Despite the heightened political activism on college campuses these days, it appears some students in Fairfax County, Virginia, are having a little trouble turning in their absentee ballots.
Why? They can't seem to figure out where to get postage stamps.
That's what a county focus group discovered this summer, WTOP-FM reported.
'Like a hump that they can’t get across'
“One thing that came up, which I had heard from my own kids but I thought they were just nerdy, was that the students will go through the process of applying for a mail-in absentee ballot, they will fill out the ballot, and then, they don’t know where to get stamps,” Lisa Connors of the Fairfax County Office of Public Affairs told the station. “That seems to be like a hump that they can’t get across.”
The focus group included college interns from a number of county departments, WTOP reported.
“They all agreed that they knew lots of people who did not send in their ballots because it was too much of a hassle or they didn’t know where to get a stamp,” Connors added to the station. “Across the board, they were all nodding and had a very spirited conversation about, ‘Oh yeah, I know so many people who didn’t send theirs in because they didn’t have a stamp.’”
But that ain't all
It appears that county college students' trouble with turning in absentee ballots goes beyond, you know, walking to the post office with a couple of quarters.
It seems the process itself can be "very confusing and it has a lot of pieces that can sort of go wrong in the middle of it,” Kate Hanley, Fairfax County Electoral Board secretary, told WTOP.
For instance, students could have changed their voter registration location if they got a new driver’s license or filled out a new voter registration application on campus, the station said.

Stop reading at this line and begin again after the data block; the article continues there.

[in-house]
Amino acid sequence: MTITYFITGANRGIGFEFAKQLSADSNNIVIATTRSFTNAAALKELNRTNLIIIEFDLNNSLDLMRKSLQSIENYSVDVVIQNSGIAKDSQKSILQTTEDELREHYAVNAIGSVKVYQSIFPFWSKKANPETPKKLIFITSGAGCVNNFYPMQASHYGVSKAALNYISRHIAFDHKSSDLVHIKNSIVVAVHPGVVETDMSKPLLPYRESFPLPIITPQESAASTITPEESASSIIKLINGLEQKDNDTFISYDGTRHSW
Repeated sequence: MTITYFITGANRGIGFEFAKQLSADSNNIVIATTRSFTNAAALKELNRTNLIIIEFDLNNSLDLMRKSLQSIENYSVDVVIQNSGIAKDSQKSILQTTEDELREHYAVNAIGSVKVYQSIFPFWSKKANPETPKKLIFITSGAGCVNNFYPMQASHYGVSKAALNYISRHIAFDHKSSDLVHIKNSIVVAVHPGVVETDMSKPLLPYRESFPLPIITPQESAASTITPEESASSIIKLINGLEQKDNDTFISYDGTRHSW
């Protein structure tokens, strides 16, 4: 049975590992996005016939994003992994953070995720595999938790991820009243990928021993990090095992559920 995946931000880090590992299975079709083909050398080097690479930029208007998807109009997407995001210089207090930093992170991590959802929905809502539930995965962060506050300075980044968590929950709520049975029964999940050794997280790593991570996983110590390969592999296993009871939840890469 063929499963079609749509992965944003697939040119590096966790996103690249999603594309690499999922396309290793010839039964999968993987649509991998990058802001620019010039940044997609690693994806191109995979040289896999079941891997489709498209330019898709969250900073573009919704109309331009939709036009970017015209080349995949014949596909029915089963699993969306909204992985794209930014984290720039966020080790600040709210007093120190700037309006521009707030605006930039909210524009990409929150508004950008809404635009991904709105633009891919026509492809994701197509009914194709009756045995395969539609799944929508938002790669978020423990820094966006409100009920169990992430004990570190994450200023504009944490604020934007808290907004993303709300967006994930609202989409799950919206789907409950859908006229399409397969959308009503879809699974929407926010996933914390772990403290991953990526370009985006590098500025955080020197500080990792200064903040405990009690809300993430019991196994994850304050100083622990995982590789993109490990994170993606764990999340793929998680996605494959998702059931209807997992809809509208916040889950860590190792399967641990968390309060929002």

Fairfax County General Registrar Gary Scott told WTOP he wants to make certain that students fill out absentee ballot request forms correctly — particularly filling in the home address where they're registered to vote in the area labeled “residence address” and filling in the address where they want the ballot delivered in a separate area marked more clearly, as mixing up the two invalidates the forms.
“And so, we have to deny that application,” Scott told the station. “Because we have to match to make sure it’s the right person getting a ballot.”
If all else fails
County officials hope many students will vote in-person absentee while visiting home during fall breaks, WTOP said, adding that in-person absentee voting begins Friday.
According to Virginia's Department of Elections, one can visit his or her local registrar’s office to vote absentee in-person within 45 days prior a given election. At the registrar’s office, just fill out an Absentee Application after showing an acceptable form of photo ID, and then you can vote absentee in-person using a voting machine in the registrar’s office.